Windows 2000 Stop Messages

This Stop message, also known as Stop 0x7A, indicates that the requested page of kernel data from the paging file could not be read into memory.

Interpreting the Message

The four parameters listed in the message are defined in order of appearance as follows:

  1. Lock type that was held (value 1, 2, 3, or Page Table Entry [PTE] address).

  2. I/O status code.

  3. Current process (virtual address for lock type 3, or PTE).

  4. Virtual address that could not be read into memory.

For information about all possible status codes that might be returned, see the file Ntstatus.h of the Windows 2000 Device Driver Development Kit (DDK). For information about the DDK, see Additional Resources at the end of this chapter.

Resolving the Problem

Stop 0x7A is usually caused by a bad block (sector) in a paging file, a virus, a disk controller error, or failing RAM. In rare cases, it is caused when nonpaged pool resources run out. It is also caused by defective hardware.

SCSI problems. If the I/O status is C0000185 and the paging file is on a SCSI disk, check the disk cabling and SCSI termination for problems.

Viruses. Check your computer for viruses, using any up-to-date, commercial virus scanning software that examines the Master Boot Record of the hard disk. Any Windows 2000 file system can be infected by viruses.

Bad block. An I/O status code of 0xC000009C or 0xC000016A normally indicates the data cannot be read from the disk due to a bad block (sector). If you can restart the system after the error, Autochk runs automatically and attempts to map out the bad sector. If Autochk does not scan the hard disk for errors, you can manually launch the disk scanner. Run Chkdsk /f /r on the system partition. You must restart the system before the disk scan begins. If you cannot start the system due to the error, use the Recovery Console and run Chkdsk /r . For more information about the Recovery Console, see Troubleshooting Tools and Strategies in this book.



If your system partition is formatted with the FAT16 file system, the long file names used by Windows 2000 can be damaged if Scandisk or another MS-DOS-based hard disk tool is used to verify the integrity of your hard disk from an MS-DOS prompt. (An MS-DOS prompt is typically derived from an MS-DOS startup disk or from starting MS-DOS on a multiboot system.) Always use the Windows 2000 version of Chkdsk on Windows 2000 disks.

Failing RAM. Another common cause of this error message is failing RAM. Run hardware diagnostics supplied by the system manufacturer, especially the memory scanner. For details on these procedures, see the owners manual for your computer.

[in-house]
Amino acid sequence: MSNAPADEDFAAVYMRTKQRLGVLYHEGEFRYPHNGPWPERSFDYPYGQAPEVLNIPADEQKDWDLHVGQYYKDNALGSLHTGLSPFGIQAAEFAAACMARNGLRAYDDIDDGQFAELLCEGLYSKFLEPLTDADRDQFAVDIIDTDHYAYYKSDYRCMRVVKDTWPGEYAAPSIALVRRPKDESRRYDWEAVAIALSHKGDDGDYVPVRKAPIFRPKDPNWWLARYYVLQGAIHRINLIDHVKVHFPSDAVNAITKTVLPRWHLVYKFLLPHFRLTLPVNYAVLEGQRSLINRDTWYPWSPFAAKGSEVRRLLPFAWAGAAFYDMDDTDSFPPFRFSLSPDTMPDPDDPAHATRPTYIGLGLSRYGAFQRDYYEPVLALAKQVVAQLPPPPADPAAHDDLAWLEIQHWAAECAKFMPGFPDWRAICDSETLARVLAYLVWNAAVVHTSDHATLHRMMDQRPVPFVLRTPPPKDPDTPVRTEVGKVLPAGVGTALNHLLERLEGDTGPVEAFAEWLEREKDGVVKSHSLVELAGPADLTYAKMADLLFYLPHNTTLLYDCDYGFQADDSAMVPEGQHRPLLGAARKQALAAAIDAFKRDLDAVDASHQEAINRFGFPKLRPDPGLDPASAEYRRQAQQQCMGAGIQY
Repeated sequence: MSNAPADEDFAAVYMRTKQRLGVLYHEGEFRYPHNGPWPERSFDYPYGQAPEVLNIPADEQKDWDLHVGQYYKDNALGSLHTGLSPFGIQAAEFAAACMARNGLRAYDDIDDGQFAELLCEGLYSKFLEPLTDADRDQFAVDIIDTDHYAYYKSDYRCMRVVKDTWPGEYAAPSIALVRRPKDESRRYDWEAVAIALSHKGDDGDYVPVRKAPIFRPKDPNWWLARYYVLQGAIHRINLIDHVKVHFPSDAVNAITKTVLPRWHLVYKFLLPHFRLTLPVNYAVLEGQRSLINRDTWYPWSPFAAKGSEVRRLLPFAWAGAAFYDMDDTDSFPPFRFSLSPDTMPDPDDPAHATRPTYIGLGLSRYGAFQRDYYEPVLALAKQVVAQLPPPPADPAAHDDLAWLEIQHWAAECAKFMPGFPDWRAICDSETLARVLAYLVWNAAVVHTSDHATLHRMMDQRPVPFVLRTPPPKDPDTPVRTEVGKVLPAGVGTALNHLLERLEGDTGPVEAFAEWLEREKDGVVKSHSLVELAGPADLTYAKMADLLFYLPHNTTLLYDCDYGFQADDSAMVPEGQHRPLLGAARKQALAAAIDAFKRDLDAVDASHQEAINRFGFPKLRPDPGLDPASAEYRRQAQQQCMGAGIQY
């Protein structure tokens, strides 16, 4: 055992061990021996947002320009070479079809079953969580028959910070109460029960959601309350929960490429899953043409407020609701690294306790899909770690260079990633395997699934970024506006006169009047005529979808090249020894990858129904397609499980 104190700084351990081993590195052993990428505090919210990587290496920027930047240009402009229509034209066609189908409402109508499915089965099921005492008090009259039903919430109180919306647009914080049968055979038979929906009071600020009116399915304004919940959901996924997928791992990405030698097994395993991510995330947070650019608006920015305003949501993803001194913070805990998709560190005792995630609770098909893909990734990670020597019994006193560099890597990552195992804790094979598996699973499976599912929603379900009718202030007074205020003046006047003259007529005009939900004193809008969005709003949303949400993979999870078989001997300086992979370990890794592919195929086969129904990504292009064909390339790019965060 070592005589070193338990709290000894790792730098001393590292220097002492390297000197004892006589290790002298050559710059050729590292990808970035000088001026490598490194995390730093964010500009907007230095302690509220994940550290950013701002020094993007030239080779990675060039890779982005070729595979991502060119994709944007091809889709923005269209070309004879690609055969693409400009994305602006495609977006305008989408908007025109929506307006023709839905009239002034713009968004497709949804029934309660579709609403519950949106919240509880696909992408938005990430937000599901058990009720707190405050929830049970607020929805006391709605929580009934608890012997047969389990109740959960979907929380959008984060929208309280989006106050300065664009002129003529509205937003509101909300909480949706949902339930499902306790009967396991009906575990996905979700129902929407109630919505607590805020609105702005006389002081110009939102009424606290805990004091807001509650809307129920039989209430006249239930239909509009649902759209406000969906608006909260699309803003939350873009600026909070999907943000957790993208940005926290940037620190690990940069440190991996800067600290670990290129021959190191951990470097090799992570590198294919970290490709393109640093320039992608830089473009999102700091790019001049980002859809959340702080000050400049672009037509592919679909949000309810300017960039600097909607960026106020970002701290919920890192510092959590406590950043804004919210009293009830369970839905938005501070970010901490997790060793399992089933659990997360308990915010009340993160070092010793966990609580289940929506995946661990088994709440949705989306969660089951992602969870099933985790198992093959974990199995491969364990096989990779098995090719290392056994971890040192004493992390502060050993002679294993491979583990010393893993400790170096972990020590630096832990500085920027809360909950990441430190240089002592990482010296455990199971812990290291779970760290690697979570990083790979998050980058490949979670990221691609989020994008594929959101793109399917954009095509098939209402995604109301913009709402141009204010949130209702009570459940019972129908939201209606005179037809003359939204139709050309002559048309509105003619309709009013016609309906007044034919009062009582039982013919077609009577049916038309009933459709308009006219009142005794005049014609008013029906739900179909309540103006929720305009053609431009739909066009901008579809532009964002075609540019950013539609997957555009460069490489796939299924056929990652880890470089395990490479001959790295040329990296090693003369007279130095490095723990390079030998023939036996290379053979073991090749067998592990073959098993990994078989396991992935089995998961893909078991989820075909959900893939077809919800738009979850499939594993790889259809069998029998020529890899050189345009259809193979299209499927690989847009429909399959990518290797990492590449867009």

Also, check that all the adapter cards in the computer, including memory modules, are properly seated. Use an ink eraser or an electrical contact treatment, available at electronics supply stores, to ensure adapter card contacts are clean. Be sure to wipe the cleaned contacts off, removing all cleaning debris, before reinstalling the adapter card into the computer. If compressed air is available, use it to clear out the adapter card slot.

Check the System Log in Event Viewer for additional error messages that might help pinpoint the device that is causing the error. Disabling memory caching of the BIOS might also resolve it.

Microsoft periodically releases a package of product improvements and problem resolutions for Windows 2000 called a Service Pack. Because many problems are resolved by installing the latest Service Pack, it is recommended that all users install them as they become available. To check which Service Pack, if any, is installed on your system, click Start , click Run , type winver, and then press ENTER. The About Windows 2000 dialog box displays the Windows version number and the version number of the Service Pack, if one has been installed.

Occasionally, remedies to specific problems are developed after the release of a Service Pack. These remedies are called hotfixes. Microsoft does not recommend that you install a post–Service Pack hotfix unless the specific problem it addresses has been encountered. Service Packs include all of the hotfixes released since the release of the previous Service Pack. The status of hotfix installations is not indicated in the About Windows 2000 dialog box. For more information about Service Packs and hotfixes, see Additional Resources at the end of this chapter.

Finally, if all the above steps fail to resolve the error, take the system motherboard to a repair facility for diagnostic testing. A crack, a scratched trace, or a defective component on the motherboard can also cause this error.

For more troubleshooting information about the 0x7A Stop message, refer to the Microsoft Knowledge Base link, using the keywords winnt and 0x0000007A . For information about this resource, see Additional Resources at the end of this chapter.